WASHINGTON – The crowded field of Democratic candidates vying to take on President Donald Trump reported raising more than $100 million over the past three months – buoyed by the debate, small donors and, at times, the president himself.
Nearly two dozen candidates – most of the Democrats running – filed campaign finance reports late Monday night disclosing donors in the second quarter of 2019.
Money doesn't determine who will win the nomination – Trump's fundraising was eclipsed at this point in 2015 – but it is important. Candidates have to show they can deliver their message to voters. That usually means expensive advertising. They also must document tens of thousands of donors to get on future debate stages.
Here are five takeaways from the latest filings with the Federal Election Commission:
Post debate bump?
Millions of Americans tuned in to the Democratic debates last month to get a look at the candidates for president, including some who are largely unknown on the national stage. Did voters respond to what they saw by opening their wallets? It's debatable.
The latest campaign finance reports show that some candidates, including Sens. Kamala Harris and Elizabeth Warren, appeared to get a major boost in fundraising. For others, it's far less clear because of the way campaigns report their numbers.
Harris, who confronted former Vice President Joe Biden over previous statements about busing and race, raised nearly $700,000 in donations over $200 on the day after the debate, according to a USA TODAY analysis.
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Warren raised more than double her daily average in the 48 hours after the debate compared with the rest of the quarter. Former San Antonio Mayor Julián Castro said his campaign raised $1.1 million after the debate, almost as much as the $1.7 million he raised in the weeks leading up to it.
The numbers offer only a glimpse of the haul. Campaigns only itemize donations over $200, and other candidates may have received a bump from smaller checks. Because of that, there is no way to verify some of the claims made by campaigns.
The bottom line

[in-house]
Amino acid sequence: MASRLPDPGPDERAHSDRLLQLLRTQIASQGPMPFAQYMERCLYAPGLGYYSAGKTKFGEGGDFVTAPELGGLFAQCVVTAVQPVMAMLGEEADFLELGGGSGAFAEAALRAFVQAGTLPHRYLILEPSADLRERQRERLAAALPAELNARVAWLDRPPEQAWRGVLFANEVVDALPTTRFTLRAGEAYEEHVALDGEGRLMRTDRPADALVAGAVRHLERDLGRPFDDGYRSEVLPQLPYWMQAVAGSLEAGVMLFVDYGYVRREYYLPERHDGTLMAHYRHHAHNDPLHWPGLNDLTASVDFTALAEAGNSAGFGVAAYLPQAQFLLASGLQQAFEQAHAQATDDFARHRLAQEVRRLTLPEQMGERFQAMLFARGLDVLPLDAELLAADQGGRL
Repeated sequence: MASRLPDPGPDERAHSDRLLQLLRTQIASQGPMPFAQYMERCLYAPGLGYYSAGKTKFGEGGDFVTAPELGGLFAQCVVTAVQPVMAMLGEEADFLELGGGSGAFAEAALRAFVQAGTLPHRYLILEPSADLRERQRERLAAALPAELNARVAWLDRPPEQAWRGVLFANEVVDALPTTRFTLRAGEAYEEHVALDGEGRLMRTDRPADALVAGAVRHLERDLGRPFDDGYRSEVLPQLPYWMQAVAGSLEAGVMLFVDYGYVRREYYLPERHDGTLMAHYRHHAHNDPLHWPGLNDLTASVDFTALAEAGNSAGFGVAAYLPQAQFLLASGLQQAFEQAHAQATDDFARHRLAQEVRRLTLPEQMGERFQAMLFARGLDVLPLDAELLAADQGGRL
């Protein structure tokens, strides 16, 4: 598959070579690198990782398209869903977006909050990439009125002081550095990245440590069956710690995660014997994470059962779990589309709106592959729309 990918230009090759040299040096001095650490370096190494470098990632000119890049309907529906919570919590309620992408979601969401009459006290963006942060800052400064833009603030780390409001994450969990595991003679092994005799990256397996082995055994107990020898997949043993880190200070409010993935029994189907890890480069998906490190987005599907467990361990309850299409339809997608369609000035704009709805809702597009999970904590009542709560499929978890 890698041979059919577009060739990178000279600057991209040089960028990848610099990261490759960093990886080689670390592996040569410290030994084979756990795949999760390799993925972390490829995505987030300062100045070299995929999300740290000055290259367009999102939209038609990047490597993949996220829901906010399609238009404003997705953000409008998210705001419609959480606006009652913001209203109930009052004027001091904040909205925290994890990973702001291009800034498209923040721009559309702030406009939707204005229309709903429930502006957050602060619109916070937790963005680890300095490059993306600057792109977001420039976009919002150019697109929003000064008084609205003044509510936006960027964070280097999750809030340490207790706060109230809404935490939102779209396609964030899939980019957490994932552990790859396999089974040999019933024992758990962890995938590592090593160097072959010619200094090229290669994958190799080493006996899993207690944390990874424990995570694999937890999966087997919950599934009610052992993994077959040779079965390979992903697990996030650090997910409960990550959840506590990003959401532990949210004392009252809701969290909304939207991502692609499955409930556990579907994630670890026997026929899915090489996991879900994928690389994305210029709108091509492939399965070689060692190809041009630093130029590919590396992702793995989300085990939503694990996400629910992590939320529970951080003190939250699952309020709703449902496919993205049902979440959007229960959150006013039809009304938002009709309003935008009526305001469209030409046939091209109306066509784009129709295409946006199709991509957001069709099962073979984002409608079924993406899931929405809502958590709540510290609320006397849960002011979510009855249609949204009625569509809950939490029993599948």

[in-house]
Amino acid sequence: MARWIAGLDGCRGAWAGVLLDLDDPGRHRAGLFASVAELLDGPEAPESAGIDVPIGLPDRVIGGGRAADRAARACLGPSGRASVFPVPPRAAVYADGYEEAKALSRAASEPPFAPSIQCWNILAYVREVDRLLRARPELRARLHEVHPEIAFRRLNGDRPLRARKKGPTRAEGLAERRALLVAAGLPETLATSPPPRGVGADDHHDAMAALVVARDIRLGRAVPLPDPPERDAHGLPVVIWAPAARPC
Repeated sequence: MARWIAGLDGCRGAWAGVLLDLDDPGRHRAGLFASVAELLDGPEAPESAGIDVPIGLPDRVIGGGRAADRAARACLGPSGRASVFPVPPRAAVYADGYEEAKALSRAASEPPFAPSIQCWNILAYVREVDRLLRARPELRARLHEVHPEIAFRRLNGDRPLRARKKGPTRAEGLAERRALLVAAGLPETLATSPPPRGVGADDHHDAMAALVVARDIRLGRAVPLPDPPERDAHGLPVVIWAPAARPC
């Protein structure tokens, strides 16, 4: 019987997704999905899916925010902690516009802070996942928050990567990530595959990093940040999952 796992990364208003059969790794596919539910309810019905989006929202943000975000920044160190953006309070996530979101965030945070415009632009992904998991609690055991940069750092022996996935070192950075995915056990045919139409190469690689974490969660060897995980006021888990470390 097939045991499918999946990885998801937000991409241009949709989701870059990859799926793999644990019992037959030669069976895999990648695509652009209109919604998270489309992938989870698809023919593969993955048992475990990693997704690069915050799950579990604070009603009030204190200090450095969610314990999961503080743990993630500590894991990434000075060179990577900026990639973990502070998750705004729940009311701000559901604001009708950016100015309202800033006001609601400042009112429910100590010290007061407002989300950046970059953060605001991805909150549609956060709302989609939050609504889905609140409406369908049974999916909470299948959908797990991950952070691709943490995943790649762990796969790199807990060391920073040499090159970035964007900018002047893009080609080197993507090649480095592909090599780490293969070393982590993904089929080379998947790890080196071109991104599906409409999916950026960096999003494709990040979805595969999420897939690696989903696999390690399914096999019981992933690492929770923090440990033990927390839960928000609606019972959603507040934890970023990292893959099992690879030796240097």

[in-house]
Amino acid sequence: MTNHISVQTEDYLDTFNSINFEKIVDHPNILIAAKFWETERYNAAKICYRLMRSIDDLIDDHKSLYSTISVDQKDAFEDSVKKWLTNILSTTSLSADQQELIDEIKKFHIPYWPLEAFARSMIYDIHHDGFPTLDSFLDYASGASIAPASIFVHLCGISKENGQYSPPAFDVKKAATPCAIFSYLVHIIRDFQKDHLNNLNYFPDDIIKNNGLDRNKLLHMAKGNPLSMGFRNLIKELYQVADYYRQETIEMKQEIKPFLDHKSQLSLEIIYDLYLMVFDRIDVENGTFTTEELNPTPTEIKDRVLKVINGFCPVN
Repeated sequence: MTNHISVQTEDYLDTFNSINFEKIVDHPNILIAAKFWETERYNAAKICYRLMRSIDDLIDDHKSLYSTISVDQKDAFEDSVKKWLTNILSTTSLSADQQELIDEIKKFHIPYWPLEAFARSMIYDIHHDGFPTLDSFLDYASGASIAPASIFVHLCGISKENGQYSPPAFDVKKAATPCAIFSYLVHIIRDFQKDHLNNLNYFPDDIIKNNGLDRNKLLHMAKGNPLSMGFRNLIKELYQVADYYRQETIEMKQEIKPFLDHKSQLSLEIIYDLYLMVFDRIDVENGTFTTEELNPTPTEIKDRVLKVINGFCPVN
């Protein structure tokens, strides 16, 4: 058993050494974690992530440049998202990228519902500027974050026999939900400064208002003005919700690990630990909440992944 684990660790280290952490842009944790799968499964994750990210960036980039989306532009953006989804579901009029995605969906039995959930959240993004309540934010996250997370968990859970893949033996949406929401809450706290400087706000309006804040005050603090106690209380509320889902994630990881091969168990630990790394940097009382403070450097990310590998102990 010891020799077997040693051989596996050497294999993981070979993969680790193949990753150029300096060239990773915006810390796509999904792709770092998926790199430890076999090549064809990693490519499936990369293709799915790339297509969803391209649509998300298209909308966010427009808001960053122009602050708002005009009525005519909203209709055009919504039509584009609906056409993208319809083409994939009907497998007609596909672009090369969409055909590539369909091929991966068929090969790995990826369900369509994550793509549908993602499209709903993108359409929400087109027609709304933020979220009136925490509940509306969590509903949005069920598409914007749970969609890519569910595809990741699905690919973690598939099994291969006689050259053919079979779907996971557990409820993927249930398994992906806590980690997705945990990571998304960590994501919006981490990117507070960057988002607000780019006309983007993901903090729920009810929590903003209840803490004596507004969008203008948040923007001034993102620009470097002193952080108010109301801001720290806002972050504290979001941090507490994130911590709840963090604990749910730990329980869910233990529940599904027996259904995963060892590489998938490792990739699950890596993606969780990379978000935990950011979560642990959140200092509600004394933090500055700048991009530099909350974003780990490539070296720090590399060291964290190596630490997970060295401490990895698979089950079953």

As expected, Pete Buttigieg beat the field.
The mayor of South Bend, Indiana, who is making his first run for federal office, raked in nearly $25 million, besting better known candidates like Sens. Bernie Sanders, Warren and Harris. Roughly half of Buttigieg's fundraising came from donors giving less than $200.
Biden was the next best candidate, raising just over $22 million in the quarter.
But there are important caveats to Buttigieg's numbers. For starters, Biden wasn't raising money during the whole second quarter – he entered the race in late April. Broken down by average donation amount per day, Biden crushed Buttigieg, and everyone else. Biden raised nearly $329,000 per day, according to a USA TODAY analysis.
Buttigieg also raised less from small donors, meaning candidates like Sanders and Warren may have a more sustainable cadre of donors to return to throughout the long campaign.
Trump raking it in
While the early fight for the Democratic nomination has consumed the nation's attention, Trump's campaign has been building up staff and pulling in cash. The latest reports show that effort continued at a record pace for a sitting president in the second quarter.
Trump's campaign and two closely affiliated political action committees together raised $57 million, the campaign said, which doesn't include money heading directly into the coffers of the Republican National Committee.
In terms of sheer income, Trump raised more than every other Democrat. But Trump is largely alone in the GOP field (Republican challenger Bill Weld raised less than $1 million). Democrats, on the other hand, are splitting the party's donors between some 20-plus candidates. And so the balance may change as the Democratic field is winnowed.
Rich and famous
Democrats are heavily focused on small-dollar donors, but that doesn't mean they've sworn off checks from Hollywood.
Warren took in $2,800 from Jane Fonda and another $2,800 from actress Scarlett Johansson, FEC reports showed. Musician Jackson Browne gave roughly $1,300 to Sanders. Actor Jeff Bridges gave more than $2,000 to Democrat Marianne Williamson.
Bradley Whitford, who played Josh Lyman on the long-running television show The West Wing, gave Castro $300.
Not every candidate was basking in strong numbers. Former Texas Rep. Beto O'Rourke, who built a powerful fundraising operation in his race for Senate last year, reported $3.6 million in the second quarter compared with more than $9 million earlier this year.
Minnesota Sen. Amy Klobuchar raised just under $4 million, which was also less than her haul in the first quarter. She also spent more money than she raised, shelling out $4.1 million on campaign expenses. New York Sen. Kirsten Gillibrand raised $2.3 million but wound up spending more than $4 million over the same period.
This article originally appeared on USA TODAY: Donald Trump's Democratic challengers raise more than $100 million